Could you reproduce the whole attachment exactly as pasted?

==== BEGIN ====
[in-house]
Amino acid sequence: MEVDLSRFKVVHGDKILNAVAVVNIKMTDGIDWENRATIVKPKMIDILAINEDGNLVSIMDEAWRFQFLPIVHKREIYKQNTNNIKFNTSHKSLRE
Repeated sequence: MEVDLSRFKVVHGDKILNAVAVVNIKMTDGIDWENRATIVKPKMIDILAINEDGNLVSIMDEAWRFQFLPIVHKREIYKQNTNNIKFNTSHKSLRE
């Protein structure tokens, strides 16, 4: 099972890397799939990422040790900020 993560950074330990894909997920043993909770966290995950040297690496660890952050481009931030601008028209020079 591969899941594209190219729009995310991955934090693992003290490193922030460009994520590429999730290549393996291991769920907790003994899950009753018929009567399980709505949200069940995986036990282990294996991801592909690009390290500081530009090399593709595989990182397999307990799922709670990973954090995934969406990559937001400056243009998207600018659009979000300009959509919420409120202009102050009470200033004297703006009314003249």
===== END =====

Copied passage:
[in-house]
Amino acid sequence: MEVDLSRFKVVHGDKILNAVAVVNIKMTDGIDWENRATIVKPKMIDILAINEDGNLVSIMDEAWRFQFLPIVHKREIYKQNTNNIKFNTSHKSLRE
Repeated sequence: MEVDLSRFKVVHGDKILNAVAVVNIKMTDGIDWENRATIVKPKMIDILAINEDGNLVSIMDEAWRFQFLPIVHKREIYKQNTNNIKFNTSHKSLRE
């Protein structure tokens, strides 16, 4: 099972890397799939990422040790900020 993560950074330990894909997920043993909770966290995950040297690496660890952050481009931030601008028209020079 591969899941594209190219729009995310991955934090693992003290490193922030460009994520590429999730290549393996291991769920907790003994899950009753018929009567399980709505949200069940995986036990282990294996991801592909690009390290500081530009090399593709595989990182397999307990799922709670990973954090995934969406990559937001400056243009998207600018659009979000300009959509919420409120202009102050009470200033004297703006009314003249």